Figure 1
A, Differences of all‐cause mortality between patients with and without venous thromboembolism (VTE). B, Differences of major adverse cardiovascular diseases between patients with and without VTE. In the VTE group, median time to death was 1.0 year ...
Table 2
Multivariable Analysis for All‐Cause Mortality and MACE in Patients With Unprovoked VTE and in the Matched Control Cohort
Table 3
Multivariable Analysis for All‐Cause Mortality and MACE Among Patients With Unprovoked VTE

Long‐Term Risk of MACE

Compared with the control cohort, patients with VTE, particularly males, suffered from a 1.86‐fold risk of MACEs (CI, 1.65–2.09; P<0.0001; Table 2). The risk continuously elevated with age and was up to 15.35‐fold higher (CI, 8.14–28.95; P<0.0001) in patients over 75 years of age. At 1, 3, 5, and 10 years, the free‐from‐MACE rates were 88.17%, 80.55%, 75.25%, and 60.93%, respectively, which were significantly decreased compared with the rates 97.45%, 91.30%, 86.42%, and 73.78%, respectively, that were observed in the control group (FigureB). Risk of MACEs was significantly higher during the first year after VTE diagnosis and continuously increased over time. Also, comorbid diabetes mellitus, hypertension, or stroke increased the risk of MACEs. Similarly, among patients with VTE, male sex and advanced age increased the risk of MACEs. Comorbid diabetes mellitus exacerbated, but hyperlipidemia reduced the risk of MACEs (Table 3).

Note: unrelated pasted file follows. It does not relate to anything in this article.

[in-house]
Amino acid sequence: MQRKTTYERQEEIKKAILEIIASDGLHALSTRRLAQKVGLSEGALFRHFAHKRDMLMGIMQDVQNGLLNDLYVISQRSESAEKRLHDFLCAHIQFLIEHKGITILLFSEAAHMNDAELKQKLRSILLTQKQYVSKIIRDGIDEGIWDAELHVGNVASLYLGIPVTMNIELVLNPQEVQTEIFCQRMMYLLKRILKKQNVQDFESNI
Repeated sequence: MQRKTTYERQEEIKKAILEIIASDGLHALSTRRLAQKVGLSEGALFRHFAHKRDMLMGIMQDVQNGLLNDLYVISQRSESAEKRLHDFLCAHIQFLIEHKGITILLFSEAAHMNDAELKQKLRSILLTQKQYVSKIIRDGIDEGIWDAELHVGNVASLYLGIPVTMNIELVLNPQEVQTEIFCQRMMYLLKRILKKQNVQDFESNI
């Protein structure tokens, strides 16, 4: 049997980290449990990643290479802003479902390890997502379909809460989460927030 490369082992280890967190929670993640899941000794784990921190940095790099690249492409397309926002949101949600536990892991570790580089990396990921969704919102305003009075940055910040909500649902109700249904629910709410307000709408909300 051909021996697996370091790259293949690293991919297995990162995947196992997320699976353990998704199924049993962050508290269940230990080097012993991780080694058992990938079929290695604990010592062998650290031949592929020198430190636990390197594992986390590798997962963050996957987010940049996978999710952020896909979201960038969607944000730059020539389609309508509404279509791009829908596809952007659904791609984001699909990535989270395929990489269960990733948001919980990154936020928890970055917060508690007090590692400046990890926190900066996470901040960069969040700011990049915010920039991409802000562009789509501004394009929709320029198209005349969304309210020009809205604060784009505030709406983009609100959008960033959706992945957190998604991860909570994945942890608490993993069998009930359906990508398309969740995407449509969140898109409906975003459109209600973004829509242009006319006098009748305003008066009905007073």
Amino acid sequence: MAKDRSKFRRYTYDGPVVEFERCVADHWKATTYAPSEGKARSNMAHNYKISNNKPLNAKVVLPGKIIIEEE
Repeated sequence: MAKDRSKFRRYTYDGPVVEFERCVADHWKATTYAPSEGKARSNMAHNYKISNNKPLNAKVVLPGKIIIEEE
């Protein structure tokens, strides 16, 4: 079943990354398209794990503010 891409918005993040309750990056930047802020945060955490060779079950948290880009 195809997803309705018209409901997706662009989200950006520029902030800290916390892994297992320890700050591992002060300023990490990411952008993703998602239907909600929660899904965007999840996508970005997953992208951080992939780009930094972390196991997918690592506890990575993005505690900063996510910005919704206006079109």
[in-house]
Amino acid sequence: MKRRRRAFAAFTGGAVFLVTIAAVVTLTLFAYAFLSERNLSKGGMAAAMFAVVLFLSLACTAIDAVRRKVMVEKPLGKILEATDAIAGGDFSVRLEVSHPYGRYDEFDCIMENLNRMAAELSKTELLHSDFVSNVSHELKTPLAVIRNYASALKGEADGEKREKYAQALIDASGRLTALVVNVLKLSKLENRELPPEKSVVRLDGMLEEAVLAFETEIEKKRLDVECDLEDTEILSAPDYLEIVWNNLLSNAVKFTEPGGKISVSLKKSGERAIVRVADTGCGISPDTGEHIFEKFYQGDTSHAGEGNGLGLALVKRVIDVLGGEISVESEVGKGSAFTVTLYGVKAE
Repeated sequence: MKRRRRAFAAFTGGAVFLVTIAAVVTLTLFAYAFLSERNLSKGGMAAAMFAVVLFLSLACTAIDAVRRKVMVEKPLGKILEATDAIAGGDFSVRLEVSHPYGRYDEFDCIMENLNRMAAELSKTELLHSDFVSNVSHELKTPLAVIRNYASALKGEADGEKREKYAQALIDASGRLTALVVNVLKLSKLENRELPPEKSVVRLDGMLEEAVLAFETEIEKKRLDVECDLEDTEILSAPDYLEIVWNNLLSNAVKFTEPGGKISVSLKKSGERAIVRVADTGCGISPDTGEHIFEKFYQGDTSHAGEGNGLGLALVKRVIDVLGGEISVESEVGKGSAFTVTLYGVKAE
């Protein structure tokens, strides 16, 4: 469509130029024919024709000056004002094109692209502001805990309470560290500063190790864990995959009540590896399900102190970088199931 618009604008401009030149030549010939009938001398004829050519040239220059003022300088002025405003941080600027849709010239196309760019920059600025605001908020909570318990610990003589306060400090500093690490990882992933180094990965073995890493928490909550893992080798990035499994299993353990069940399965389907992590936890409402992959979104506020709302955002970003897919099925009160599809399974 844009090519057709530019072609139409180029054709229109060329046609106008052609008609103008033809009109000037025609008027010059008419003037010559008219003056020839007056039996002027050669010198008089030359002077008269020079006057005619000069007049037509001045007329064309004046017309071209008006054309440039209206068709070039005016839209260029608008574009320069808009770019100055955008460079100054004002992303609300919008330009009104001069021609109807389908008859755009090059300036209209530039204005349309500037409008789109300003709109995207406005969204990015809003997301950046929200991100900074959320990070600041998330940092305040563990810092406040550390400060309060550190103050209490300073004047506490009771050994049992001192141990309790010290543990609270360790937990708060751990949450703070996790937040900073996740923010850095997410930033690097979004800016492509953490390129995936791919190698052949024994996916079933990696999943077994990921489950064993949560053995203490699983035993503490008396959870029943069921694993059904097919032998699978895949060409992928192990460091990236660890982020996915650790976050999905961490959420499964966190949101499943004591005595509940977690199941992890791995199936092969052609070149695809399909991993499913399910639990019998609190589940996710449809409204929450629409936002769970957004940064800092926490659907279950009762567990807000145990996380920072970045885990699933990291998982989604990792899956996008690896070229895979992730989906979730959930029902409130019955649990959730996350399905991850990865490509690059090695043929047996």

The Validation of the Accuracy of Unprovoked VTE Diagnosis Based on the ICD‐9‐CM Coding

From 2010 to 2015, a total of 188 patients were diagnosed as unprovoked VTE in Chi‐Mei Medical Center. All of the VTE diagnoses were correct whereas 12 of them should be defined as provoked VTE, including 6 patients with cancer, 3 with autoimmune disease, and 3 experiencing immobilization in the previous 3 months (Table 4). Generally, the accuracy of ICD‐9‐CM derived unprovoked VTE diagnosis was up to 93.6%.

Table 4
ICD‐9 Codes Vs. Chart Review Diagnosis Among Patients With Unprovoked VTE

Discussion